## Introduction

This article is part one of my series on continuum mechanics. The focus of this article is on the kinematics and the deformation gradient. In future parts of this series I will explain how the deformation gradient is used in polymer mechanics theory.

##### Note:

“The Deformation Gradient rules polymer mechanics theory.”

## Large Strain Kinematics

Consider an object that is located at \(\Omega_0\) at time t=0. Specifically, consider a location specified by the vector \(\mathbf{X}\), relative to a fixed coordinate system. At some later time (*t*), that specific location has moved to \(\mathbf{x}(t)\). To study strains and stresses, it is necessary to introduce the deformation function: \(\mathbf{x} = \mathcal{X}(\mathbf{X},t)\). In this equation \(\mathbf{X}\) is the reference (material) location, and \(\mathbf{x}\) is the current (spatial) location.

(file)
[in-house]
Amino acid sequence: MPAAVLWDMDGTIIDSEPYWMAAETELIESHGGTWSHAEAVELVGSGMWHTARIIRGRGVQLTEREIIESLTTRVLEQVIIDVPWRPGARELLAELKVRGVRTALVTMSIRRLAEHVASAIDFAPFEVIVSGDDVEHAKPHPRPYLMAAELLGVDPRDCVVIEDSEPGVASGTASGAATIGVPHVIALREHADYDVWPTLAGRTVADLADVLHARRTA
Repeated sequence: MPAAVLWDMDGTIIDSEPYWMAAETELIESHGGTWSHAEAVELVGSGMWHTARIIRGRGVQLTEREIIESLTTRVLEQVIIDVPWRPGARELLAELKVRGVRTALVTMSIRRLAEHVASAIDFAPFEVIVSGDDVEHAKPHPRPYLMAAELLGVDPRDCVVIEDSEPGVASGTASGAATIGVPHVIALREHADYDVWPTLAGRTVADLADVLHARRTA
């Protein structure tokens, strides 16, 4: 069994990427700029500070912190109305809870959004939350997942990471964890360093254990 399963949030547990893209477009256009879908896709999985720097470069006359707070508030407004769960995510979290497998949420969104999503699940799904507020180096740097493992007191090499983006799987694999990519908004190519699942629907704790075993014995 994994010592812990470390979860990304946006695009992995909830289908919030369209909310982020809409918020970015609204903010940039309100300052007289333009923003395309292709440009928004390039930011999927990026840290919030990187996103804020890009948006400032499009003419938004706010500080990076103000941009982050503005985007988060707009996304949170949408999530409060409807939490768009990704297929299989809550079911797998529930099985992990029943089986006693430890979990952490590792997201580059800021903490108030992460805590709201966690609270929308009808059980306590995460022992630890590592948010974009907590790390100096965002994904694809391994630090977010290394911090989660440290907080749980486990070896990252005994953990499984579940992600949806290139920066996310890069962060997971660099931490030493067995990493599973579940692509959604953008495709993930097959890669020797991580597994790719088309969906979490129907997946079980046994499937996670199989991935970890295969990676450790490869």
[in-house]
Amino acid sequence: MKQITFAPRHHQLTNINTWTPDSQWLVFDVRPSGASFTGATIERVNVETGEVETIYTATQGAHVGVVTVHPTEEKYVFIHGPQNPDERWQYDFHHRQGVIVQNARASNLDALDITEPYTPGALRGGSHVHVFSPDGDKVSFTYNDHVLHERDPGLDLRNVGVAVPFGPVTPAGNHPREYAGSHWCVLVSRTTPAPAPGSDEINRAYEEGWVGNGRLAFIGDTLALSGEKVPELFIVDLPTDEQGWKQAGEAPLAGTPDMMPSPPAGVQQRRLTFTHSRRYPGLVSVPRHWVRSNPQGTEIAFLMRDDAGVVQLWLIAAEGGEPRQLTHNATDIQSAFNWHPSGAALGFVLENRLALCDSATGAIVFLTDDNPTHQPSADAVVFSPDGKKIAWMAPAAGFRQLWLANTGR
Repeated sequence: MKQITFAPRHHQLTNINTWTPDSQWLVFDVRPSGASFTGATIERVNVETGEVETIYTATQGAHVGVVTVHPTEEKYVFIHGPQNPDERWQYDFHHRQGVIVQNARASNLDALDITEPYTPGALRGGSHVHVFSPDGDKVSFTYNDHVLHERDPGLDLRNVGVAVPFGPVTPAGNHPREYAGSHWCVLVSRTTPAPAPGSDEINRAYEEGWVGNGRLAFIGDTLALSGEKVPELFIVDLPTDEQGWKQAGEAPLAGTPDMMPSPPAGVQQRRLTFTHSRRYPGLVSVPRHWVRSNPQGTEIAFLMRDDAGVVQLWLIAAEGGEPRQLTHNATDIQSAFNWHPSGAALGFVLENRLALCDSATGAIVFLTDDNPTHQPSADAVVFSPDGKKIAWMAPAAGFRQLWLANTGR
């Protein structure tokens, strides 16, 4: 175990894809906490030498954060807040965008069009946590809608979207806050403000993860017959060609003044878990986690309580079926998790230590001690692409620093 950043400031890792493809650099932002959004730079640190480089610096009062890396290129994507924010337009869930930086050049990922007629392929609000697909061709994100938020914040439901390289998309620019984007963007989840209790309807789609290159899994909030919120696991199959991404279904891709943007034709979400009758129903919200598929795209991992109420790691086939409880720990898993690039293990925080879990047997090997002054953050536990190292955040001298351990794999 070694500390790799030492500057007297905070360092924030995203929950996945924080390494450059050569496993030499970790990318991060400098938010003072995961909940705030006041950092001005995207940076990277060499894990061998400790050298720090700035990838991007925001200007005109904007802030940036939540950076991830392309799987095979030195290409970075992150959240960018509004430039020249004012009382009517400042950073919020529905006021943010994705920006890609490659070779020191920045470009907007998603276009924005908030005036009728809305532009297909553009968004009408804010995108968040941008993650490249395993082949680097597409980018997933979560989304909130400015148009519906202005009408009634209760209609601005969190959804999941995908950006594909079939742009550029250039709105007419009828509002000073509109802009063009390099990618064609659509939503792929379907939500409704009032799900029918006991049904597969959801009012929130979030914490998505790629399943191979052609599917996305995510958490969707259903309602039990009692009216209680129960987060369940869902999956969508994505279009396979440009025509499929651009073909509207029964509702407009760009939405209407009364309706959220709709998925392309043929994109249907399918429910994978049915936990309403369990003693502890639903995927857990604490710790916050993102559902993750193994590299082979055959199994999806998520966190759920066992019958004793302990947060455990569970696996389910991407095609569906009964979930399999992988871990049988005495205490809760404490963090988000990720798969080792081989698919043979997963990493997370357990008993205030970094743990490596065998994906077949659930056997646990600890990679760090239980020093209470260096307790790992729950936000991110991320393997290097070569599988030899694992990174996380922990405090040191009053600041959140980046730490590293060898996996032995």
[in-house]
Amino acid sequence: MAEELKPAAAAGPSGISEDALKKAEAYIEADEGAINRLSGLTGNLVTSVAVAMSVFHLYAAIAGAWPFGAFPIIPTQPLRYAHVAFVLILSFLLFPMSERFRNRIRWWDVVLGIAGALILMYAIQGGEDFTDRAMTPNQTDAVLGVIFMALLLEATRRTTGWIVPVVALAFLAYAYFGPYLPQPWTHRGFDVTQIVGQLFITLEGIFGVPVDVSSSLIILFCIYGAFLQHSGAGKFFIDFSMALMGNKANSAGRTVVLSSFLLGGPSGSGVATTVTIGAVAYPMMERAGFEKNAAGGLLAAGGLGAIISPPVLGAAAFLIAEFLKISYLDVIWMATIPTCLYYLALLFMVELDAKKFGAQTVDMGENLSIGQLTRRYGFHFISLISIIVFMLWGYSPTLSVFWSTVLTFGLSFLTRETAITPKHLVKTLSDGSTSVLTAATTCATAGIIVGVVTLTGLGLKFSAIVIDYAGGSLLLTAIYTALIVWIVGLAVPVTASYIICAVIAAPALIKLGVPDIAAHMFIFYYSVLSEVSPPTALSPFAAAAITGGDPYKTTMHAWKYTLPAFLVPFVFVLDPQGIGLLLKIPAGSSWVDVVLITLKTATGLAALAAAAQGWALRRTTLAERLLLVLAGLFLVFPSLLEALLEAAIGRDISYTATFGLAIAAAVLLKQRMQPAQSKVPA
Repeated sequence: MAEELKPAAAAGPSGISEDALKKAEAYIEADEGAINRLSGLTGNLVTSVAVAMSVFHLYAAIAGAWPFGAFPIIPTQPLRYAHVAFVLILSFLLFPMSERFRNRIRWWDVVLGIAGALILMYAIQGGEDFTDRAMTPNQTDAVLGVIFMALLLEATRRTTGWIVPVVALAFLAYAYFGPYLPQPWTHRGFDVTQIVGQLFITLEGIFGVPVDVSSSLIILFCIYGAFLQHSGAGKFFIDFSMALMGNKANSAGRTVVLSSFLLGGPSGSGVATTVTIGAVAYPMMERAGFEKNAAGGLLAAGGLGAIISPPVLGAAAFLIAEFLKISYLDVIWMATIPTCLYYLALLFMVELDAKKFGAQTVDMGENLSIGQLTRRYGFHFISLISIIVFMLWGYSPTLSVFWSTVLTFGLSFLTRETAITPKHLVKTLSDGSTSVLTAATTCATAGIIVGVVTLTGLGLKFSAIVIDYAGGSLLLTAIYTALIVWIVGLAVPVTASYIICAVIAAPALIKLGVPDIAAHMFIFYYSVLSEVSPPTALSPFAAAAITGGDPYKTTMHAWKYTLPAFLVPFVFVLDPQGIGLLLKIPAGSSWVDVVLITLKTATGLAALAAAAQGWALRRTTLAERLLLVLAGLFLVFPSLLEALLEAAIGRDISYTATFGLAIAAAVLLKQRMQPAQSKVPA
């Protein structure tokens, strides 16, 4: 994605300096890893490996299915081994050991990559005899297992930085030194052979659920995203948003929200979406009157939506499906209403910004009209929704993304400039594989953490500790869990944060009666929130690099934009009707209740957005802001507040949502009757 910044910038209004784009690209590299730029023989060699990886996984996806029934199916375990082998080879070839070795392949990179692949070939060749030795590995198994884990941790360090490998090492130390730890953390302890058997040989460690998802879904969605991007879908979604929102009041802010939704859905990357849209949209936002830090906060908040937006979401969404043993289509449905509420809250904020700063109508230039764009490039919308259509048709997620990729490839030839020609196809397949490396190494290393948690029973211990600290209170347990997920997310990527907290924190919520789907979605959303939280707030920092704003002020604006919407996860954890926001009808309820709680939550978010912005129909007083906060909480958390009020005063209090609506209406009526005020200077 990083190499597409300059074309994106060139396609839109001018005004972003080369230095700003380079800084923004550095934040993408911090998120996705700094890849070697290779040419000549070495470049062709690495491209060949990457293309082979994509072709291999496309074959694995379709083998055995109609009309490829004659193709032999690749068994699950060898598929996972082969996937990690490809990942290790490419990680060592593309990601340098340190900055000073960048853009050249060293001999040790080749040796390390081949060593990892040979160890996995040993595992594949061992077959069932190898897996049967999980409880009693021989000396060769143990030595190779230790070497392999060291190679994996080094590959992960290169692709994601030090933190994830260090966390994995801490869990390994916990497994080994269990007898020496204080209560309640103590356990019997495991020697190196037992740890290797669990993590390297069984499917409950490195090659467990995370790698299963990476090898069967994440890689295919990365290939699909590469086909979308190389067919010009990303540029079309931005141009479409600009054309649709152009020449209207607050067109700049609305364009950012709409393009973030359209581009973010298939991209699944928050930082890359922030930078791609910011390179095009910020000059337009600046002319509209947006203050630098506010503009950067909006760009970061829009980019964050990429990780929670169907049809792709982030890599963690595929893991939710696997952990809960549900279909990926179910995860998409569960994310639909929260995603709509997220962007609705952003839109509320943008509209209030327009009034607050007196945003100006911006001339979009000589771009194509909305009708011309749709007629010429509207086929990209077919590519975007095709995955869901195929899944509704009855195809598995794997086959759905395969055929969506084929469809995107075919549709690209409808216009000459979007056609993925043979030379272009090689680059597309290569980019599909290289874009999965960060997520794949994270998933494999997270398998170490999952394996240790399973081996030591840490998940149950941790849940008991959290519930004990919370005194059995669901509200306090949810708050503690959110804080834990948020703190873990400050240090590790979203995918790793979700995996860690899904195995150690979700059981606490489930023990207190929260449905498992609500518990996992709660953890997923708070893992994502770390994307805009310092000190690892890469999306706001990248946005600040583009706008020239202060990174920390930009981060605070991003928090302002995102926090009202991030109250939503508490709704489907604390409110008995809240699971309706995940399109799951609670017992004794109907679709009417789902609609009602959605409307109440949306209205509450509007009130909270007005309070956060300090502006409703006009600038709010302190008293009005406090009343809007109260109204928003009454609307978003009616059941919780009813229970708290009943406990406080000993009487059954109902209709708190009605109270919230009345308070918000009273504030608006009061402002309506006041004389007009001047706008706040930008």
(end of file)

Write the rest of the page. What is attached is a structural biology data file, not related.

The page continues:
Also note the following definitions: **Lagrangian formulation** = everything is referred back to the initial location; **Eulerian formulation** = everything is referred to the current location. Now, based on these definitions, we can write the deformation gradient as:

\[\mathbf{F} = \displaystyle\frac{\partial\mathcal{X}(X,t)}{\partial X}\]

\[ F_{ij} = \partial x_i / \partial X_j\]

## Example: Simple Shear

In simple shear the deformation is defined by the following equations: \(x_1 = X_1 + \gamma X_2\), \(x_2 = X_2\), and \(x_3 = X_3\). From these equations we can directly obtain the following deformation gradient:

\[\mathbf{F} = \begin{bmatrix} 1 & \gamma & 0\\0 & 1 & 0\\0 & 0 & 1\end{bmatrix}\]

## Summary

- The deformation gradient is a non-symmetrical 3×3 matrix.
- The deformation gradient is super important for polymer mechanics and FE analysis.
- Stresses and strains are often calculated from the deformation gradient.